While auditing an existing KAM programme, weaknesses on the AM side usually become visible quite rapidly. The same applies to weaknesses in the field of sales effectiveness.
In terms of skills and capabilities development Account Management and Key Account Management have different requirements. Clarity on these differences and on the nature of the needs helps define the adequate skills development and talent management measures.
Of course there might be a grey area where the two concepts seem to overlap. For example, the nature of your business and the characteristics of your customer base might make it difficult to define a KAM initiative and to identify true Key Accounts. In this case, a safer option might be to first strengthen the Account Management capability, possibly with some specific elements to better manage large customers, and launch a KAM initiaitive only in a second phase.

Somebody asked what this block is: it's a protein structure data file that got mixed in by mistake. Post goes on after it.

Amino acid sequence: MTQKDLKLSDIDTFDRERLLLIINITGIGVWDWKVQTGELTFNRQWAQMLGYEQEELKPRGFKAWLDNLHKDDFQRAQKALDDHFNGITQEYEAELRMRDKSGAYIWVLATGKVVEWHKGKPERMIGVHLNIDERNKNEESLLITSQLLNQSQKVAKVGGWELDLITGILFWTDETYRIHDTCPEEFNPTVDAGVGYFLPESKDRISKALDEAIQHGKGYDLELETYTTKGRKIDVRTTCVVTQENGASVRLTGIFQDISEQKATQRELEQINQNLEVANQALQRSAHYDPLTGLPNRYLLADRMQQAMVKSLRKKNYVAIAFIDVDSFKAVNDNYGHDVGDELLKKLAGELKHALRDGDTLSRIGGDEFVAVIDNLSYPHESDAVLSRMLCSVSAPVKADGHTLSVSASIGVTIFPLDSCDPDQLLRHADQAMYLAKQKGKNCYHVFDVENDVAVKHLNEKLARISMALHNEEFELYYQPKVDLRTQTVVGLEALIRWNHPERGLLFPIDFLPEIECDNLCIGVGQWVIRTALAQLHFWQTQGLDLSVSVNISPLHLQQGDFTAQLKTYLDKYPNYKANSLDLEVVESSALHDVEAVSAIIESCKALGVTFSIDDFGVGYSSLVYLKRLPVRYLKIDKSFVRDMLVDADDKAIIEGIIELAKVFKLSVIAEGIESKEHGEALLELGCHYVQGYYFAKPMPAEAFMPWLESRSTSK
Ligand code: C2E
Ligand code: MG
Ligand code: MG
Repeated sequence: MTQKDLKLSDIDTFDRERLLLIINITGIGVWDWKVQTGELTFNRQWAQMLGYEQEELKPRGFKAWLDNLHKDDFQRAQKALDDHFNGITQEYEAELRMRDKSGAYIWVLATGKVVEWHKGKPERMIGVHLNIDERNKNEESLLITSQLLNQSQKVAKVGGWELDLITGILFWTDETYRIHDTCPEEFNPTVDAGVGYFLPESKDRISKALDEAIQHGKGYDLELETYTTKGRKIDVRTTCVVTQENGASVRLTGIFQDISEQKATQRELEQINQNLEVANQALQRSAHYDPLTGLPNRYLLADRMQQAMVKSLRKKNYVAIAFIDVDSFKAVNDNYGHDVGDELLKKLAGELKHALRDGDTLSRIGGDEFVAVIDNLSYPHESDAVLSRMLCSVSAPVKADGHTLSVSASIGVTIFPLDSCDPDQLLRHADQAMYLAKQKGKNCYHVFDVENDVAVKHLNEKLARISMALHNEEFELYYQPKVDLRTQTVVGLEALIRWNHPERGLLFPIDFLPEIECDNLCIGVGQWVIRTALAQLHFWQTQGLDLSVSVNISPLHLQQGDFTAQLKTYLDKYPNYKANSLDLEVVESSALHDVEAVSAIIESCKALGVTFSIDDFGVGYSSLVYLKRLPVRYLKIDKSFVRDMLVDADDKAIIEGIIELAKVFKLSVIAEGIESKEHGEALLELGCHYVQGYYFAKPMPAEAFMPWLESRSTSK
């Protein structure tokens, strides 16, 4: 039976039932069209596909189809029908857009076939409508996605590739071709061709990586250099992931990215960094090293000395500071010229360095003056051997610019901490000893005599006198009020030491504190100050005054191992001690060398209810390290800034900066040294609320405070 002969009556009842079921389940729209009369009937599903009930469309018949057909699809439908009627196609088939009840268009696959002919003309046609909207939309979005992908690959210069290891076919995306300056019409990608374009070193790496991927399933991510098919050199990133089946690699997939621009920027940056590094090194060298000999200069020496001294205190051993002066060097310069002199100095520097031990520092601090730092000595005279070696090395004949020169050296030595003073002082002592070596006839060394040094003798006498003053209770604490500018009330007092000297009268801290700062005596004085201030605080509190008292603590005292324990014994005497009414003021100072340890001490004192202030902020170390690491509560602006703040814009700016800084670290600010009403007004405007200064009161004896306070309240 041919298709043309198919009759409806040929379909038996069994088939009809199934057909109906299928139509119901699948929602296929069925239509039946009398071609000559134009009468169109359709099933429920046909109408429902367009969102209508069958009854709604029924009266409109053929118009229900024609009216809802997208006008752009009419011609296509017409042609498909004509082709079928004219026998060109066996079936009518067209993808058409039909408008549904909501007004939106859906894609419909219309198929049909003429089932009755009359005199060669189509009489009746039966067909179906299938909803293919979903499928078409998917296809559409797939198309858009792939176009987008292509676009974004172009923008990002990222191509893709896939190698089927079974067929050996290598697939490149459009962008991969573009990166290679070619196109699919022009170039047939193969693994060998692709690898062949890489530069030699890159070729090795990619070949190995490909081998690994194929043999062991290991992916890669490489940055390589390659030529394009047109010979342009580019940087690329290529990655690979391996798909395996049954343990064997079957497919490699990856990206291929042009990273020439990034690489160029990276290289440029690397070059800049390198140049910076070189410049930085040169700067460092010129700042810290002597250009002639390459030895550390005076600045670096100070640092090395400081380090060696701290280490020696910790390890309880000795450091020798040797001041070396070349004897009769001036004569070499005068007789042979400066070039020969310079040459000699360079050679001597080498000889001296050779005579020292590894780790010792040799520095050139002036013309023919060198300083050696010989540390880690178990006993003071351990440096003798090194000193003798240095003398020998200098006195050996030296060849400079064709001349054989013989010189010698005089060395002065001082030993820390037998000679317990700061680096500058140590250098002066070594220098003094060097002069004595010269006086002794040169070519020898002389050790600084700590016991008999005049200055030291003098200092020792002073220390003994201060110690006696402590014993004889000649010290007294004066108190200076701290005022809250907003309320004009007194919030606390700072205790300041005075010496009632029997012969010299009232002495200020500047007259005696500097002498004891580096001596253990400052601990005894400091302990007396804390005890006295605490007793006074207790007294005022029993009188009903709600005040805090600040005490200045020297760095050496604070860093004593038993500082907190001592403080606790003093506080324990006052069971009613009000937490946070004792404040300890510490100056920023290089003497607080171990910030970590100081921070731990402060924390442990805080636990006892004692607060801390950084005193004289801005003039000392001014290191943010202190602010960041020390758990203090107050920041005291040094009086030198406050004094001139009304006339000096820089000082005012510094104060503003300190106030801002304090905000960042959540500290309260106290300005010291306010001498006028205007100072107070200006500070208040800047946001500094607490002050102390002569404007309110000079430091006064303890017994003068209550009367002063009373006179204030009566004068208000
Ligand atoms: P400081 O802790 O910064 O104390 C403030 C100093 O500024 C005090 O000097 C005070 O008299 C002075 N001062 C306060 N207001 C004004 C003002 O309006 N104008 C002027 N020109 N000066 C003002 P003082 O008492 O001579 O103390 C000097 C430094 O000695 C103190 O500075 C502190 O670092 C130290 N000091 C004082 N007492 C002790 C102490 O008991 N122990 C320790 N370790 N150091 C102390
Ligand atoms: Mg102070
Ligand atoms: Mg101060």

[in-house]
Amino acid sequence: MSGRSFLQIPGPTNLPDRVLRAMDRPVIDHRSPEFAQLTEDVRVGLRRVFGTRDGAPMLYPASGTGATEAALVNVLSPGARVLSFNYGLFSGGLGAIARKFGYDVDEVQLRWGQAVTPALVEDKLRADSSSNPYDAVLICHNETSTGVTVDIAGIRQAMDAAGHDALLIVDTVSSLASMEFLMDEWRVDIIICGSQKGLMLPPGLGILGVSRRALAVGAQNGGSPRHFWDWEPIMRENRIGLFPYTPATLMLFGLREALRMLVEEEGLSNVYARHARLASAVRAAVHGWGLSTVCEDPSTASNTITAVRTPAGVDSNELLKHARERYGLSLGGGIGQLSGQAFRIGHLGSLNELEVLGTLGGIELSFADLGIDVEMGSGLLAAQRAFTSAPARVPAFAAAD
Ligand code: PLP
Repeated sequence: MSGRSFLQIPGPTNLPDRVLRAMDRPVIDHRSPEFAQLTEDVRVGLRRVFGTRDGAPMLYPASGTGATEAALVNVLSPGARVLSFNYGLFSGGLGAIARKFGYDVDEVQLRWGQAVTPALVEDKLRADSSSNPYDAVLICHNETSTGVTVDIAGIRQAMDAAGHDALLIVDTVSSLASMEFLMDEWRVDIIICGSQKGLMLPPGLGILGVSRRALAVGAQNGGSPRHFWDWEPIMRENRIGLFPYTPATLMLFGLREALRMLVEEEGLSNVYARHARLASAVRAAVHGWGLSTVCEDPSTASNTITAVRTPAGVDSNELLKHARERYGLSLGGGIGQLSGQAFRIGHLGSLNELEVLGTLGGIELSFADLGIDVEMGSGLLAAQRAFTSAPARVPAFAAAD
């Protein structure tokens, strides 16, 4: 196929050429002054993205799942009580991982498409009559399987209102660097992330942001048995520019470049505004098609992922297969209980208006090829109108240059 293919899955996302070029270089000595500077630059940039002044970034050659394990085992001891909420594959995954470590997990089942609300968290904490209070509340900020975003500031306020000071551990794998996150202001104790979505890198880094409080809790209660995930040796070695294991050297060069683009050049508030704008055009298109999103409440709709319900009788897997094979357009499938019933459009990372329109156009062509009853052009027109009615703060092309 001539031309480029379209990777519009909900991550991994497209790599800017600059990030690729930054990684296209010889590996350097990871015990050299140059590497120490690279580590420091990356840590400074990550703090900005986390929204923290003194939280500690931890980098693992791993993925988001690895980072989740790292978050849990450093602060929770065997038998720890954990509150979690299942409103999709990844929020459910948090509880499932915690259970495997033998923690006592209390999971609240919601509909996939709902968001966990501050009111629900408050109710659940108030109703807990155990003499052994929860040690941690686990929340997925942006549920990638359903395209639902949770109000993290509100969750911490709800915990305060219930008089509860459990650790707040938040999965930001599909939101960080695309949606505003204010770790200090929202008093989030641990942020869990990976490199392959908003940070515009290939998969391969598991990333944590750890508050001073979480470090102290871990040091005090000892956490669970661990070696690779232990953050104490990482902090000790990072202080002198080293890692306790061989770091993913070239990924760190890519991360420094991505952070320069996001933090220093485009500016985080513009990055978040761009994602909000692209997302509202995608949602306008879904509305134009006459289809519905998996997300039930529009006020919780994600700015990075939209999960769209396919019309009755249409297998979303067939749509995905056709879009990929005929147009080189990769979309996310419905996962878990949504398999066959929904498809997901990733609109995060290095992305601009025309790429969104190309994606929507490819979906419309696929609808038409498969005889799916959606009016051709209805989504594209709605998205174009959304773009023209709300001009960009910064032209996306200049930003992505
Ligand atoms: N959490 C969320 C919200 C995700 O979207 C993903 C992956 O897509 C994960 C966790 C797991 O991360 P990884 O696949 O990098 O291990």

Conversely, launching or maturing a KAM initiative might reveal the need to enhance specific aspects of Account Management.
All in all drawing a line between AM and KAM can only be beneficial to your organisation.
In both cases improving capabilities and execution will bring results but the effort to be made is not the same. Being crystal clear about this will avoid many trouble.
Are you interested at exploring deeper what improving Account Management and/or Key Account Management capabilities can bring to your company? Get in touch! email@example.com or firstname.lastname@example.org